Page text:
Man, Roberta Findlay movies have really been a theme this week, but that’s just because every one I’ve seen has totally entertained me. This one seems to pull from her bad childhood, which she also referenced in Tenement. This is a dark film in the most entertaining of ways.

You can get this on a double blu ray set from Vinegar Syndrome. You also get Prime Evil, which is so close to this that you can consider them spiritual sequels to one another.

THE EXCELLENT EIGHTIES: Deathrow Gameshow (1988)

ABOUT THE AUTHOR: Sean Mitus grew up watching Chiller Theater from Pittsburgh and has been a drive-in enthusiast for the last six years. Sean enjoys all genres but has become interested in Italian horror, thriller and action movies most recently.

“Anyone on death row can be a contestant. Man or woman. Young or old. I do not discriminate.” – Chuck Toedan (John McCafferty)

Deathrow Gameshow was director Mark Pirro’s first 35 mm feature.  Pirro had made several shorts with a small company of friends which caught the attention of Crown International Pictures.  Pirro’s shorts A Polish Vampire in Beverly Hills and The Spy Who Did It Better mixed comedy with other genres which appealed to David Baughn at Crown who gave Pirro $200,000 to make Deathrow Gameshow.

Deathrow Gameshow plays like a warped mashup of National Lampoon comedy and New World Pictures schlocker. Many of the jokes fall flat but that doesn’t stop Pirro and company from trying.  The lead Chuck Toedan, producer and star of the Live or Die gameshow, which features death row inmates play for a stay of execution or a grisly death a la Monty Hall’s Let’s Make A Deal, is beset on all sides by his horny secretary Trudy (Darwyn Carson), protesters and picketers, and the Spumoni crime family’s hitman Luigi Papillardo. Chuck is trying to put on the most entertaining show he can, even if the odds are stacked against the inmates. It’s all proper because the inmates sign a release before taking their chances.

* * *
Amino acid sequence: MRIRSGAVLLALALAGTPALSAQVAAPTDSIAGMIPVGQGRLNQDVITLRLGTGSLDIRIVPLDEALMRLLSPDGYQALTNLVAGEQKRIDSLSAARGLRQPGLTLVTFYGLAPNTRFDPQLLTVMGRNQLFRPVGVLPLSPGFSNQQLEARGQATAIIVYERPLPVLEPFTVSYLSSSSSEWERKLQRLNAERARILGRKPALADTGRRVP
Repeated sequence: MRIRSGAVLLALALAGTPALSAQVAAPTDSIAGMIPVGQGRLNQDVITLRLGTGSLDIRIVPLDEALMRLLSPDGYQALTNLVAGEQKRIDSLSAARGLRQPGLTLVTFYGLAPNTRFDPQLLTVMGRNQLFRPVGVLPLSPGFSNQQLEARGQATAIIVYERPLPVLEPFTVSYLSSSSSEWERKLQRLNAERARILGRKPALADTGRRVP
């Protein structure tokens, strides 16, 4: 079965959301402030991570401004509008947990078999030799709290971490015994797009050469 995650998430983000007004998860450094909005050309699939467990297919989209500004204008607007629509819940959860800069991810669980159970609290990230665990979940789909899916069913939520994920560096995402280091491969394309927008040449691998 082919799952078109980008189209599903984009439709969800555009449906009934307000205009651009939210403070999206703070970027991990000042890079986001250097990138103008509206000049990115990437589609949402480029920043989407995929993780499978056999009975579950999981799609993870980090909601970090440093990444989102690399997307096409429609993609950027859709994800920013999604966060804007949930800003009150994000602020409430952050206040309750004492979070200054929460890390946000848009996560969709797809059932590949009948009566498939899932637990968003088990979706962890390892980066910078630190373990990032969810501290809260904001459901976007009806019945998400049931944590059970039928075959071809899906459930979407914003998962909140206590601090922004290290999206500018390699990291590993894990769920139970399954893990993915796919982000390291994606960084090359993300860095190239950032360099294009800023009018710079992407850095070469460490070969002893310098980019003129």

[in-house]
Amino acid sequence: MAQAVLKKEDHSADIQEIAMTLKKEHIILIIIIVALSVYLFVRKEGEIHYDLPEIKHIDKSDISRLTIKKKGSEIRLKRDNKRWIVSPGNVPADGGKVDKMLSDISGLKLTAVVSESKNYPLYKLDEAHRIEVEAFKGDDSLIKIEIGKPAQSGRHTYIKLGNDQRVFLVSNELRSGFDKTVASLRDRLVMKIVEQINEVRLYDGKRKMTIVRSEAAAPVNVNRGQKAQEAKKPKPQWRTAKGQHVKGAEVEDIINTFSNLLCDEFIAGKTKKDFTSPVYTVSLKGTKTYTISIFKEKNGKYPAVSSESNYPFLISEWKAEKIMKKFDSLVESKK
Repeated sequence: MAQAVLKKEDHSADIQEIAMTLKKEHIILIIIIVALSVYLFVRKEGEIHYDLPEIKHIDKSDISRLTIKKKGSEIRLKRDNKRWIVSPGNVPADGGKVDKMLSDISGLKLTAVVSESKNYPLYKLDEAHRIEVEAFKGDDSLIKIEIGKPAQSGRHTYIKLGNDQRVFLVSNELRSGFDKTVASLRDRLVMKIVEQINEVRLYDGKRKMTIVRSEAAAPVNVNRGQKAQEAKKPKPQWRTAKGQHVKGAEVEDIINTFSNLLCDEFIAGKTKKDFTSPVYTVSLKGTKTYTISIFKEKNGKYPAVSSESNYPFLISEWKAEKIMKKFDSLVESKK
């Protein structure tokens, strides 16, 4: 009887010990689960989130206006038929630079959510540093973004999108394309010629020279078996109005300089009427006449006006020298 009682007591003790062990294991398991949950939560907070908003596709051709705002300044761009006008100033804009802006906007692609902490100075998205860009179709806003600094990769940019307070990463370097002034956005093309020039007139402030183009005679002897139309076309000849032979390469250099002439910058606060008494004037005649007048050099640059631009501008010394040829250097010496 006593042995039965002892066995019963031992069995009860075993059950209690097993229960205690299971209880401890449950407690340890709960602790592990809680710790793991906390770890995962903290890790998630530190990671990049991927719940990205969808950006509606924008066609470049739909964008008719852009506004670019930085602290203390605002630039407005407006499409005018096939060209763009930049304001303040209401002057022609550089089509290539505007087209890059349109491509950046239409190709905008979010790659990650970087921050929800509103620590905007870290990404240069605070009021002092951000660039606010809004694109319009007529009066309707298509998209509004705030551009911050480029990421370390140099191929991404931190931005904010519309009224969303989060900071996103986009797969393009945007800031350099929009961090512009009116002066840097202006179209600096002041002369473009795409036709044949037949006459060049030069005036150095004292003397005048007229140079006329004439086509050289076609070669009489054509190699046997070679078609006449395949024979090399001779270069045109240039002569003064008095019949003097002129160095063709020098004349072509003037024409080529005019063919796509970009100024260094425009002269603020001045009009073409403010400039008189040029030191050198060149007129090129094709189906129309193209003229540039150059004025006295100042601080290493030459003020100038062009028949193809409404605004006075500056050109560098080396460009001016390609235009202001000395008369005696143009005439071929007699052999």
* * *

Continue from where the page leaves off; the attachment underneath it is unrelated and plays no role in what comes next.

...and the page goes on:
Deathrow Gameshow’s premise aims for fun and schlock but is undermined by the broad comedy and the low budget’s impact on the sets, props, and special effects. There’s a guillotine that barely accommodates the inmate’s head. There’s simply a rope hangman’s noose. And there’s a gas chamber barely big enough fit the intended victim. However, there’s no gore or actual showing of the contestants (inmates) reaching their demise. All end with a cutaway or the action moves off-screen. There are also tongue and check commercials featuring inmates demonstrating products the lead to their demise.   

The plot centers on sleazebag Chuck meeting Gloria Sternvirgen (Robyn Blythe), a staunch opponent of the show who falls for him and running afoul of hitman Luigi Papillardo, (played over the top by Benjamin Agundez credited as Beano) who initially wants to put the squeeze on Chuck for “protection money” but later wants to kill Chuck after Luigi’s mother accidentally becomes a contestant on Live or Die and goes up in a spectacular explosion. Chuck tries to get rid of Luigi as another contestant. However, Luigi survives for the climax at the end of the film involving a rabid fan who’s desperate to be a contestant on the show.

Deathrow Gameshow was intended for the right kind of crowd at a festival screening or a group of like-minded friends watching home video. Fans of schlock cinema will certainly enjoy this game effort by Pirro and company.  Deathrow Gameshow is a great fit in Mill Creek’s Rare Cult Cinema boxed set.  Fans wanting more can look for Vinegar Syndrome’s stacked Blu-ray/DVD combo. 


The Excellent Eighties: Scarecrows (1988)

When Shout! Factory restored this popular cable-played and home video renter to disc and offered it as an Amazon stream, we had to review it — back on December 18, 2018. And here it is for its first bow on a Mill Creek set, in this case, their Excellent Eighties 50-film pack that we’re unpacking all this month. If you’ve never seen Scarecrows, this Mill Creek bow is a great way to enjoy it and decide if you want to buy the superior Shout! Factory reissue.